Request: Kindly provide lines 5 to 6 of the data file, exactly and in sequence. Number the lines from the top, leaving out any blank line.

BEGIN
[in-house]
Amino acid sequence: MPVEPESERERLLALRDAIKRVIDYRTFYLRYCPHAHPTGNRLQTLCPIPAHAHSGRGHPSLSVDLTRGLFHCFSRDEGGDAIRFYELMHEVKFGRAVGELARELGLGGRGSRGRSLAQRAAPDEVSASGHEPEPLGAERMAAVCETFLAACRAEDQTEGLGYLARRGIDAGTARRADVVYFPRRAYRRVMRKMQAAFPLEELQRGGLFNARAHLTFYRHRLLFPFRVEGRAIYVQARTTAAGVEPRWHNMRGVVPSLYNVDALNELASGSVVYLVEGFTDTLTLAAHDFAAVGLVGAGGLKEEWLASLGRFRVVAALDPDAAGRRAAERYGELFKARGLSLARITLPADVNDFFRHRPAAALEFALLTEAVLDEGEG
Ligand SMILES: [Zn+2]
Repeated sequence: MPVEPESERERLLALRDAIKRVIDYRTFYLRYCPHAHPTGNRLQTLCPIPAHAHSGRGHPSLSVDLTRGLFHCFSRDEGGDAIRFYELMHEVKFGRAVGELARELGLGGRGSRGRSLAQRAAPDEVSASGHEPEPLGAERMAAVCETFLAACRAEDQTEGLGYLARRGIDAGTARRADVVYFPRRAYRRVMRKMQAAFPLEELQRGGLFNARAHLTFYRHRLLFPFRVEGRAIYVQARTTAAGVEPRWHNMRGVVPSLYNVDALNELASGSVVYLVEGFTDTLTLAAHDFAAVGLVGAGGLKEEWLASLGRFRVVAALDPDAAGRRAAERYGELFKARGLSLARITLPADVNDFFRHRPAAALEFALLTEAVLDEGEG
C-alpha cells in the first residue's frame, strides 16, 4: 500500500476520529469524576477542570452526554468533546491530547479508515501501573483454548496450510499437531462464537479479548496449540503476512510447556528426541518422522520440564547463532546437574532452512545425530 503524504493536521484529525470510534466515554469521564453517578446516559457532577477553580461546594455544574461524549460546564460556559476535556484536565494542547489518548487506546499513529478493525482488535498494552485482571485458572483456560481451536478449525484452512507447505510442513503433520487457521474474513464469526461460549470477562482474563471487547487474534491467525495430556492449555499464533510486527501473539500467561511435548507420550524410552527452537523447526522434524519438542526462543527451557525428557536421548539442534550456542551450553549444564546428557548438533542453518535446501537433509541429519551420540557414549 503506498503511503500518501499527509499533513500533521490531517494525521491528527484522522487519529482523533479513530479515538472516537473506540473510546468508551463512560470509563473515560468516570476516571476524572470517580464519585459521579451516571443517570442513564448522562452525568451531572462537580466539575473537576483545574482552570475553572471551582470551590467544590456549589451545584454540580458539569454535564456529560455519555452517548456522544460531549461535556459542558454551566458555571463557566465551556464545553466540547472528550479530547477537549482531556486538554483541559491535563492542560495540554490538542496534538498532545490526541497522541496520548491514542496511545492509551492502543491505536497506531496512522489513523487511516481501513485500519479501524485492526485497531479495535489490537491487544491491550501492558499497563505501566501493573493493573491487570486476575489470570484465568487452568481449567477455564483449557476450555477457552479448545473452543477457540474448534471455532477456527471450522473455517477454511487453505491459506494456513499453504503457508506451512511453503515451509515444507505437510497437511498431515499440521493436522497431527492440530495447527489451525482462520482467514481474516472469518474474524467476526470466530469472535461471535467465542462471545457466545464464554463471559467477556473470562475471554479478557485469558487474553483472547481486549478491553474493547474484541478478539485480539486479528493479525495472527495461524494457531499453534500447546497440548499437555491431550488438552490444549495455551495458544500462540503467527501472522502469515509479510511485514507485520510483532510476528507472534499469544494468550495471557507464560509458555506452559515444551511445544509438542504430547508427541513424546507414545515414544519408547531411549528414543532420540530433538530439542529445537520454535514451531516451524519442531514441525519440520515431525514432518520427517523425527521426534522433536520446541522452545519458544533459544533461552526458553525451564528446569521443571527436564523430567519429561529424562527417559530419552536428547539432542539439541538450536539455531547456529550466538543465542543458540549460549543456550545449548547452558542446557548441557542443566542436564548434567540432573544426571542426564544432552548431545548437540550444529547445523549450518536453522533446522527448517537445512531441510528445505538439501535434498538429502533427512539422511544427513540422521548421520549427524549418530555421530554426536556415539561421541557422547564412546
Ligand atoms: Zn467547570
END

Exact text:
C-alpha cells in the first residue's frame, strides 16, 4: 500500500476520529469524576477542570452526554468533546491530547479508515501501573483454548496450510499437531462464537479479548496449540503476512510447556528426541518422522520440564547463532546437574532452512545425530 503524504493536521484529525470510534466515554469521564453517578446516559457532577477553580461546594455544574461524549460546564460556559476535556484536565494542547489518548487506546499513529478493525482488535498494552485482571485458572483456560481451536478449525484452512507447505510442513503433520487457521474474513464469526461460549470477562482474563471487547487474534491467525495430556492449555499464533510486527501473539500467561511435548507420550524410552527452537523447526522434524519438542526462543527451557525428557536421548539442534550456542551450553549444564546428557548438533542453518535446501537433509541429519551420540557414549 503506498503511503500518501499527509499533513500533521490531517494525521491528527484522522487519529482523533479513530479515538472516537473506540473510546468508551463512560470509563473515560468516570476516571476524572470517580464519585459521579451516571443517570442513564448522562452525568451531572462537580466539575473537576483545574482552570475553572471551582470551590467544590456549589451545584454540580458539569454535564456529560455519555452517548456522544460531549461535556459542558454551566458555571463557566465551556464545553466540547472528550479530547477537549482531556486538554483541559491535563492542560495540554490538542496534538498532545490526541497522541496520548491514542496511545492509551492502543491505536497506531496512522489513523487511516481501513485500519479501524485492526485497531479495535489490537491487544491491550501492558499497563505501566501493573493493573491487570486476575489470570484465568487452568481449567477455564483449557476450555477457552479448545473452543477457540474448534471455532477456527471450522473455517477454511487453505491459506494456513499453504503457508506451512511453503515451509515444507505437510497437511498431515499440521493436522497431527492440530495447527489451525482462520482467514481474516472469518474474524467476526470466530469472535461471535467465542462471545457466545464464554463471559467477556473470562475471554479478557485469558487474553483472547481486549478491553474493547474484541478478539485480539486479528493479525495472527495461524494457531499453534500447546497440548499437555491431550488438552490444549495455551495458544500462540503467527501472522502469515509479510511485514507485520510483532510476528507472534499469544494468550495471557507464560509458555506452559515444551511445544509438542504430547508427541513424546507414545515414544519408547531411549528414543532420540530433538530439542529445537520454535514451531516451524519442531514441525519440520515431525514432518520427517523425527521426534522433536520446541522452545519458544533459544533461552526458553525451564528446569521443571527436564523430567519429561529424562527417559530419552536428547539432542539439541538450536539455531547456529550466538543465542543458540549460549543456550545449548547452558542446557548441557542443566542436564548434567540432573544426571542426564544432552548431545548437540550444529547445523549450518536453522533446522527448517537445512531441510528445505538439501535434498538429502533427512539422511544427513540422521548421520549427524549418530555421530554426536556415539561421541557422547564412546
Ligand atoms: Zn467547570